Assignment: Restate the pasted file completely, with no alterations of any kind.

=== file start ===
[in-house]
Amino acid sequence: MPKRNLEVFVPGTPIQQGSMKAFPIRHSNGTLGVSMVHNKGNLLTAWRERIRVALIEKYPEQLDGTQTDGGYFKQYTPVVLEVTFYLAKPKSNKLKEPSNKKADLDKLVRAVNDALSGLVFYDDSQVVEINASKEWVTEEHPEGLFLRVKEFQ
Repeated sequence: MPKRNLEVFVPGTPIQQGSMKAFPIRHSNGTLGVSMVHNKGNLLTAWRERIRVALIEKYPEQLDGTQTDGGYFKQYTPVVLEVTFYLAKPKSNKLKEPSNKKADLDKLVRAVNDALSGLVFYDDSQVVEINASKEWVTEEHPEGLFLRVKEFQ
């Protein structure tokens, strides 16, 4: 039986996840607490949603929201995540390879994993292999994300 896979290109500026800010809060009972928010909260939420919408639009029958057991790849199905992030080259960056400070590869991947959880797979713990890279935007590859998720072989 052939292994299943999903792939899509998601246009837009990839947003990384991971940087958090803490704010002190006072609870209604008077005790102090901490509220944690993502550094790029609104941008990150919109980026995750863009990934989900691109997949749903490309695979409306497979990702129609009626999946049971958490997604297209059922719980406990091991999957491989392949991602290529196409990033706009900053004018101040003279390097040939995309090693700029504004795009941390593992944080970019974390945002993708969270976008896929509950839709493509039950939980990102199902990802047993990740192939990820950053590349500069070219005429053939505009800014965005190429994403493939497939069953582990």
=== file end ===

[in-house]
Amino acid sequence: MPKRNLEVFVPGTPIQQGSMKAFPIRHSNGTLGVSMVHNKGNLLTAWRERIRVALIEKYPEQLDGTQTDGGYFKQYTPVVLEVTFYLAKPKSNKLKEPSNKKADLDKLVRAVNDALSGLVFYDDSQVVEINASKEWVTEEHPEGLFLRVKEFQ
Repeated sequence: MPKRNLEVFVPGTPIQQGSMKAFPIRHSNGTLGVSMVHNKGNLLTAWRERIRVALIEKYPEQLDGTQTDGGYFKQYTPVVLEVTFYLAKPKSNKLKEPSNKKADLDKLVRAVNDALSGLVFYDDSQVVEINASKEWVTEEHPEGLFLRVKEFQ
């Protein structure tokens, strides 16, 4: 039986996840607490949603929201995540390879994993292999994300 896979290109500026800010809060009972928010909260939420919408639009029958057991790849199905992030080259960056400070590869991947959880797979713990890279935007590859998720072989 052939292994299943999903792939899509998601246009837009990839947003990384991971940087958090803490704010002190006072609870209604008077005790102090901490509220944690993502550094790029609104941008990150919109980026995750863009990934989900691109997949749903490309695979409306497979990702129609009626999946049971958490997604297209059922719980406990091991999957491989392949991602290529196409990033706009900053004018101040003279390097040939995309090693700029504004795009941390593992944080970019974390945002993708969270976008896929509950839709493509039950939980990102199902990802047993990740192939990820950053590349500069070219005429053939505009800014965005190429994403493939497939069953582990």